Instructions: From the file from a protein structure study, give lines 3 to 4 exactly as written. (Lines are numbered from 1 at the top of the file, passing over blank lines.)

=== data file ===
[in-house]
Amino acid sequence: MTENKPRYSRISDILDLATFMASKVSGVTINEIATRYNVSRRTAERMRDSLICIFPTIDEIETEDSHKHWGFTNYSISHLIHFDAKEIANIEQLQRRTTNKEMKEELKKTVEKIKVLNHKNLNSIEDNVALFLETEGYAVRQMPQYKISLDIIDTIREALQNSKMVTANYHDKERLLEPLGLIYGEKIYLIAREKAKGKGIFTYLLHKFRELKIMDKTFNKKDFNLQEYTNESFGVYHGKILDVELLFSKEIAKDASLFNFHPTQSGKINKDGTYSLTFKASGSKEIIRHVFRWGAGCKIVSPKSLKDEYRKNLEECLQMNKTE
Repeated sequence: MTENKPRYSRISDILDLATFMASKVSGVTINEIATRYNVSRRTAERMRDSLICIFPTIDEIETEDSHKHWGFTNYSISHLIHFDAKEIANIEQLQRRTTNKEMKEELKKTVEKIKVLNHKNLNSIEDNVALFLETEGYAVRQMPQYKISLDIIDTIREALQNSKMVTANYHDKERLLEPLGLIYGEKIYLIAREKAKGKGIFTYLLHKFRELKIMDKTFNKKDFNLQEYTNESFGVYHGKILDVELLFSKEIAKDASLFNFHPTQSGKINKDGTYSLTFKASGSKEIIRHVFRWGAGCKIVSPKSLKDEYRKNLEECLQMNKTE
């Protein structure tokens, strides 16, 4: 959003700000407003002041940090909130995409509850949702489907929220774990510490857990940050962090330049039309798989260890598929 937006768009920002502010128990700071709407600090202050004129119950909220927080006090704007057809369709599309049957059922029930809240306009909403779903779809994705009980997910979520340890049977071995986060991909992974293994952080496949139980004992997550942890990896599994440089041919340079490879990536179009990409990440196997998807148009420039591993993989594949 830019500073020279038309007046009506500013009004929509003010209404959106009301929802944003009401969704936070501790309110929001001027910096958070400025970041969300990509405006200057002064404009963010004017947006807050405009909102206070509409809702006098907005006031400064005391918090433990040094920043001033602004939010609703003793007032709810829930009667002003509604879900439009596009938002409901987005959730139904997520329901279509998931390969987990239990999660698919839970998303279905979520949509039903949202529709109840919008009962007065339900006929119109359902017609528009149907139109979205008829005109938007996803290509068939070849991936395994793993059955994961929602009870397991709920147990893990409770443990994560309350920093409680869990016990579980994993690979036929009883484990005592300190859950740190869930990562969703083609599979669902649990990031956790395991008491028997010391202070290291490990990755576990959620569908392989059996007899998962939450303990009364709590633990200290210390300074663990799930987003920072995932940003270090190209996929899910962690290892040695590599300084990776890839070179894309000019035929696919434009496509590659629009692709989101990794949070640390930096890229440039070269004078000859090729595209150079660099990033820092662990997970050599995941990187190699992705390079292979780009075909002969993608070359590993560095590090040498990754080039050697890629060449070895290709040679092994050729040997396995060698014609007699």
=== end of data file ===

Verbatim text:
Repeated sequence: MTENKPRYSRISDILDLATFMASKVSGVTINEIATRYNVSRRTAERMRDSLICIFPTIDEIETEDSHKHWGFTNYSISHLIHFDAKEIANIEQLQRRTTNKEMKEELKKTVEKIKVLNHKNLNSIEDNVALFLETEGYAVRQMPQYKISLDIIDTIREALQNSKMVTANYHDKERLLEPLGLIYGEKIYLIAREKAKGKGIFTYLLHKFRELKIMDKTFNKKDFNLQEYTNESFGVYHGKILDVELLFSKEIAKDASLFNFHPTQSGKINKDGTYSLTFKASGSKEIIRHVFRWGAGCKIVSPKSLKDEYRKNLEECLQMNKTE
């Protein structure tokens, strides 16, 4: 959003700000407003002041940090909130995409509850949702489907929220774990510490857990940050962090330049039309798989260890598929 937006768009920002502010128990700071709407600090202050004129119950909220927080006090704007057809369709599309049957059922029930809240306009909403779903779809994705009980997910979520340890049977071995986060991909992974293994952080496949139980004992997550942890990896599994440089041919340079490879990536179009990409990440196997998807148009420039591993993989594949 830019500073020279038309007046009506500013009004929509003010209404959106009301929802944003009401969704936070501790309110929001001027910096958070400025970041969300990509405006200057002064404009963010004017947006807050405009909102206070509409809702006098907005006031400064005391918090433990040094920043001033602004939010609703003793007032709810829930009667002003509604879900439009596009938002409901987005959730139904997520329901279509998931390969987990239990999660698919839970998303279905979520949509039903949202529709109840919008009962007065339900006929119109359902017609528009149907139109979205008829005109938007996803290509068939070849991936395994793993059955994961929602009870397991709920147990893990409770443990994560309350920093409680869990016990579980994993690979036929009883484990005592300190859950740190869930990562969703083609599979669902649990990031956790395991008491028997010391202070290291490990990755576990959620569908392989059996007899998962939450303990009364709590633990200290210390300074663990799930987003920072995932940003270090190209996929899910962690290892040695590599300084990776890839070179894309000019035929696919434009496509590659629009692709989101990794949070640390930096890229440039070269004078000859090729595209150079660099990033820092662990997970050599995941990187190699992705390079292979780009075909002969993608070359590993560095590090040498990754080039050697890629060449070895290709040679092994050729040997396995060698014609007699």